Derivation groups are made using patients diagnosed sequentially. for 6 months with a maximum possible follow-up of only 2 years. Thus, to establish the prognostic utility of the BU staging system, the authors examined the second complementary cohort with 10 years of follow-up. Using a larger data set of more than 1000 patients, the authors were able to show that the BU staging system well classifies patients based on overall survival. Furthermore, consistent with the latest publication identifying patients with very high risk based on a marked increase in NT-proBNP levels (> 8500 pg / mL), 6 an additional BNP threshold of 700 pg / mL was specified in the BU staging system to determine patients with advanced stage IIIb disease. It is remarkable that, even though the BU staging system well distinguishes groups in a manner similar to the Mayo staging system, the survival estimates for each risk group are much longer (see table ). Stage I patients are expected to live for more than 10 years. Even in patients with advanced stage III disease, around 20% of them can also reach 10 milestones this year. Because of the more contemporary complementary cohort, results reflect the progress we experience with modern treatment methods for patients with AL amyloidosis. Although therapy for these patients continues to develop, there is hope that if sufficient therapy is given and a sufficient clone response is achieved, long-lasting remission with organ response can be achieved, even in patients with advanced disease.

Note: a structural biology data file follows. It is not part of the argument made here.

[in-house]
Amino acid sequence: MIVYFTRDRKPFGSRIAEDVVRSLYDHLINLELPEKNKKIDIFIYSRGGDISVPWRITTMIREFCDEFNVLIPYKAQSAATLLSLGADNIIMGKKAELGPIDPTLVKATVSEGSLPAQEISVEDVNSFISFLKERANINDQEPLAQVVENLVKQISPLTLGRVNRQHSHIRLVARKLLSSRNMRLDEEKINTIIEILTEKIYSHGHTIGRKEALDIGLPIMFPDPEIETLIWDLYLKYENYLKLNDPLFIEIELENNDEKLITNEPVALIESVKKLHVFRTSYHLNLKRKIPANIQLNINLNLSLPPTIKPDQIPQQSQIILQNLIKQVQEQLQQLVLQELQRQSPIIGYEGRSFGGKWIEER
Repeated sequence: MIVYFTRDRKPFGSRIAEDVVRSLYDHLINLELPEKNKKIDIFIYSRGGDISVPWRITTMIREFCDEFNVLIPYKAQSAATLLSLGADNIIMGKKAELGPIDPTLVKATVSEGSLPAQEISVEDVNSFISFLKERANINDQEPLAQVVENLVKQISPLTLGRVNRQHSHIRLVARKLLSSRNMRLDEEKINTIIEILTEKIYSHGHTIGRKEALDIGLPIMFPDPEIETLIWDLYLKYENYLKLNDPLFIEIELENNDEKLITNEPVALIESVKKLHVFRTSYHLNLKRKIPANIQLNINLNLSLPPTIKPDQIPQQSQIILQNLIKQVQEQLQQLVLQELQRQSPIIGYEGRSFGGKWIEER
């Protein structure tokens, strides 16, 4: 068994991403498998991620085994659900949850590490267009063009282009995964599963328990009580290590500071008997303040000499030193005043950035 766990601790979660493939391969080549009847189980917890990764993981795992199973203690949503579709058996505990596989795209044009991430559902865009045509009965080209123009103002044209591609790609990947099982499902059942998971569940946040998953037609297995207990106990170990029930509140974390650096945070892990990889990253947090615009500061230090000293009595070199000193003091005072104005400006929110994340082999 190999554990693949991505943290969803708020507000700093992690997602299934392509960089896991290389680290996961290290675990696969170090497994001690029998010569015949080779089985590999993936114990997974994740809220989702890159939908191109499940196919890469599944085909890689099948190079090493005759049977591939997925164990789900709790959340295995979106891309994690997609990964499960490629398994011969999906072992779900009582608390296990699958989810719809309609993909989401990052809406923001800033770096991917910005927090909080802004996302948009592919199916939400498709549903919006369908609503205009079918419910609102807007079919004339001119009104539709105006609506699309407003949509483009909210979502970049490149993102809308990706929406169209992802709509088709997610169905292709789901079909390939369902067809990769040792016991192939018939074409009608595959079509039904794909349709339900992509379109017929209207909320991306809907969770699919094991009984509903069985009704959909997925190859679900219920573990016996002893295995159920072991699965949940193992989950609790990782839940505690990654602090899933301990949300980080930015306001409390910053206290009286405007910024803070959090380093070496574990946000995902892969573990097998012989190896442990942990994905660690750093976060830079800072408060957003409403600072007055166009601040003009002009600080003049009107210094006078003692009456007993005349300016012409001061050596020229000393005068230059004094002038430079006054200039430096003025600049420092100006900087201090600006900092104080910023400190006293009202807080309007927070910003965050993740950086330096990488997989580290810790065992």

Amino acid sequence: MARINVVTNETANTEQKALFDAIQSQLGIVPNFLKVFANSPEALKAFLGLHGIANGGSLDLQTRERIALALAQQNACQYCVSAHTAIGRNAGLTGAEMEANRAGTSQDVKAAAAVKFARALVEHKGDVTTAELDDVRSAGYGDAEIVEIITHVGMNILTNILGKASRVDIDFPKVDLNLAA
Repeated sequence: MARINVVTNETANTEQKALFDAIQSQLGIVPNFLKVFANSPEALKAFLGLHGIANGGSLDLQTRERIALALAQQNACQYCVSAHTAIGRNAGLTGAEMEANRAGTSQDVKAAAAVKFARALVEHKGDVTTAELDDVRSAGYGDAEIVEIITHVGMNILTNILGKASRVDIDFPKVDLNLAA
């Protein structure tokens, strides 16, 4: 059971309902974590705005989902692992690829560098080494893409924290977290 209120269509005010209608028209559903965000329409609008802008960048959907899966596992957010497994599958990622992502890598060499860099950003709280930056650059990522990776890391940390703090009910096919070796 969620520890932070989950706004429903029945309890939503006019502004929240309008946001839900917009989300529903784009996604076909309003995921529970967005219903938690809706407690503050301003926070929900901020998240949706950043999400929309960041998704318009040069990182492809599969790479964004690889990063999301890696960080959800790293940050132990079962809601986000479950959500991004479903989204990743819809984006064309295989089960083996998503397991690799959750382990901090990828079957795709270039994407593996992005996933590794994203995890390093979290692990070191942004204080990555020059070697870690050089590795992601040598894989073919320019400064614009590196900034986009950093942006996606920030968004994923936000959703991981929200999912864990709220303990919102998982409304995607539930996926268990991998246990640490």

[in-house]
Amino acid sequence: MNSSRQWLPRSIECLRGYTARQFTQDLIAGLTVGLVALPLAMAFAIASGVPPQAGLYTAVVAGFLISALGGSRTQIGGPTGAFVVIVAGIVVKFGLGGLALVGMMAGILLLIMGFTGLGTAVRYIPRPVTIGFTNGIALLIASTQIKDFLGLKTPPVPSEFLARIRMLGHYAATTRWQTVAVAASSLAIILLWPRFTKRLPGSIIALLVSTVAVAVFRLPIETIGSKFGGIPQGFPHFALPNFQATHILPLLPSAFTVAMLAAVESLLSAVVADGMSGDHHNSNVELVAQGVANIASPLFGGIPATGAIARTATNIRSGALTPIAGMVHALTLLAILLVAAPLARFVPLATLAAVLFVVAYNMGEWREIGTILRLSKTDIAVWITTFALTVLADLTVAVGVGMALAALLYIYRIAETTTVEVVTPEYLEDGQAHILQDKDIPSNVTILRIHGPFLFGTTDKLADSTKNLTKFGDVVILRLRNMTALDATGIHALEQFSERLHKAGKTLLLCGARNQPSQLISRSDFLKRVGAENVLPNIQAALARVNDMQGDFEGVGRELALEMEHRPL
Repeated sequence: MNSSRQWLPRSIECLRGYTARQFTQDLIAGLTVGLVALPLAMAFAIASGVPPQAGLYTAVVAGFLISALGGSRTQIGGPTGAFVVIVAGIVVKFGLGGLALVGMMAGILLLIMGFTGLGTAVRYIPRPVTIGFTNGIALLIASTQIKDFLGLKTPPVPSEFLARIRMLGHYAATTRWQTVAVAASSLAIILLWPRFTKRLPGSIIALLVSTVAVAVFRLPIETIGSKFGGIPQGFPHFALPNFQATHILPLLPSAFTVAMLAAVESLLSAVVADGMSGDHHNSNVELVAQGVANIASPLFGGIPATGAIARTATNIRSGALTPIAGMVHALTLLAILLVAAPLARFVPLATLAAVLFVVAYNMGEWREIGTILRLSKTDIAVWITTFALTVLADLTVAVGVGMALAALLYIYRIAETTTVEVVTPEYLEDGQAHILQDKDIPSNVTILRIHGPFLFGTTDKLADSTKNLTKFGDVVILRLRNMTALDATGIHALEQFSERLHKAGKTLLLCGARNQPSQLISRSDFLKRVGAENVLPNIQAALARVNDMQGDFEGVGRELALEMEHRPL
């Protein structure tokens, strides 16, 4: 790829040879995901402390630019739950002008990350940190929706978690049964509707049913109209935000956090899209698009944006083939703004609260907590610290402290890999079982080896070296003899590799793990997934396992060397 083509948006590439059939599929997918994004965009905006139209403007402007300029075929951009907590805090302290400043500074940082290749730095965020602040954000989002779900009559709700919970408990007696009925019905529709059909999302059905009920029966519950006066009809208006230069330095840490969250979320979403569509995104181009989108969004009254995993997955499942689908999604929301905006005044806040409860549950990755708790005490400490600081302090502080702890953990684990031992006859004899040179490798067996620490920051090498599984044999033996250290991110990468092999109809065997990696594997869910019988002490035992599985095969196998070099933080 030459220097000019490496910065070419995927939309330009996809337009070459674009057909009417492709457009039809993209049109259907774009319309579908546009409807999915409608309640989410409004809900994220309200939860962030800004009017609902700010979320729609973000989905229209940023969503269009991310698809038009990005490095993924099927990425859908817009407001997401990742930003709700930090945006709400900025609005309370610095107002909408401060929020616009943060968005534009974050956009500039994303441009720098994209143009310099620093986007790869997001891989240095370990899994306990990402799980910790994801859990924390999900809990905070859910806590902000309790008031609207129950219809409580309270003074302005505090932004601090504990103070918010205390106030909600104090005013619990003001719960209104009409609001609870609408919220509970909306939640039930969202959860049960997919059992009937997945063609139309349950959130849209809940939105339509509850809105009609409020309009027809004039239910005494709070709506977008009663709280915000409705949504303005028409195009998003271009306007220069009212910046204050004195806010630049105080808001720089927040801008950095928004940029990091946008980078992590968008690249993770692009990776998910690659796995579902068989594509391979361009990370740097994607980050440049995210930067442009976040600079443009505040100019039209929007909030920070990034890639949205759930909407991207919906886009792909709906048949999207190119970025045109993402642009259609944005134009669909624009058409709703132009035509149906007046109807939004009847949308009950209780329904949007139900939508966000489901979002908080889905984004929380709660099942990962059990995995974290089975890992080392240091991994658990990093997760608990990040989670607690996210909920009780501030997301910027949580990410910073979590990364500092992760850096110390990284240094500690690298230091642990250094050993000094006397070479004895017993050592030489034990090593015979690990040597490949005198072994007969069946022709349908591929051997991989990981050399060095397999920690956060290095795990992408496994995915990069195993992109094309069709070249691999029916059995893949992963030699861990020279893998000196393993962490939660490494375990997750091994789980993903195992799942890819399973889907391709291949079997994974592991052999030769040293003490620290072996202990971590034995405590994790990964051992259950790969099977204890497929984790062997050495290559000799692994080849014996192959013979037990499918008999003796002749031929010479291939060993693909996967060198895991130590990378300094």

The authors acknowledge several important limitations of this study. The main limitation is the lack of data using BNP as a marker of heart response after treatment. The NT-proBNP criterion for cardiac response remains the staging system that is best described and validated. 7 Thus, the system will continue to have an important role in management and follow-up, especially in clinical trial settings. Therefore, the data presented in the Lilleness et al article guarantees future research to validate BU systems that are proposed prospectively and to examine the usefulness of the BNP in response assessment.
Overall, research by Lilleness et al is important because it addresses very practically faced by many laboratories when they did not have a gold standard test to identify high-risk patients with AL amyloidosis. This is a step towards validating the use of BNP in this stage of the disease. In addition, he rebuilt these 2 biomarker utilities in a more contemporary cohort that was treated in the era of new agents. Ultimately, this may be a pathway for more accessible testing modalities that help doctors with early diagnosis and better characterization of their patients.
Disclosure of conflicts of interest: The author has received an honorarium from Amgen, Celgene, Takeda, and Janssen.
- © 2019 by The American Society of Hematology